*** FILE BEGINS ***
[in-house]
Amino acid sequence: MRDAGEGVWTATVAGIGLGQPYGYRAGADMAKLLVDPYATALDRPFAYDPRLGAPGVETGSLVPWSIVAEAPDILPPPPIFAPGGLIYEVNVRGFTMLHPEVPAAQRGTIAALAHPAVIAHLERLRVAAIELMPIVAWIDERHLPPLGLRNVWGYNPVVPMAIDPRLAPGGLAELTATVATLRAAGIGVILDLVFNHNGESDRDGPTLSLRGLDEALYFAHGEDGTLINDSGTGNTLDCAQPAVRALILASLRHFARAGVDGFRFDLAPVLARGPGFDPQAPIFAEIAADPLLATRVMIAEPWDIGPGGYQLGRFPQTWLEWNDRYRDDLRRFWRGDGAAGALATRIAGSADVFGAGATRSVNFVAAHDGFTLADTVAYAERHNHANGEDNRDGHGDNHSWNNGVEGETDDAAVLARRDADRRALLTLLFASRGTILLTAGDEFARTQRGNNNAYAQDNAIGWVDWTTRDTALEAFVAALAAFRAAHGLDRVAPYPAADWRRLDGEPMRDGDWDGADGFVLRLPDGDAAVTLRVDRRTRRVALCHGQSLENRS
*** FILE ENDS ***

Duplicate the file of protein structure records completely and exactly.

[in-house]
Amino acid sequence: MRDAGEGVWTATVAGIGLGQPYGYRAGADMAKLLVDPYATALDRPFAYDPRLGAPGVETGSLVPWSIVAEAPDILPPPPIFAPGGLIYEVNVRGFTMLHPEVPAAQRGTIAALAHPAVIAHLERLRVAAIELMPIVAWIDERHLPPLGLRNVWGYNPVVPMAIDPRLAPGGLAELTATVATLRAAGIGVILDLVFNHNGESDRDGPTLSLRGLDEALYFAHGEDGTLINDSGTGNTLDCAQPAVRALILASLRHFARAGVDGFRFDLAPVLARGPGFDPQAPIFAEIAADPLLATRVMIAEPWDIGPGGYQLGRFPQTWLEWNDRYRDDLRRFWRGDGAAGALATRIAGSADVFGAGATRSVNFVAAHDGFTLADTVAYAERHNHANGEDNRDGHGDNHSWNNGVEGETDDAAVLARRDADRRALLTLLFASRGTILLTAGDEFARTQRGNNNAYAQDNAIGWVDWTTRDTALEAFVAALAAFRAAHGLDRVAPYPAADWRRLDGEPMRDGDWDGADGFVLRLPDGDAAVTLRVDRRTRRVALCHGQSLENRS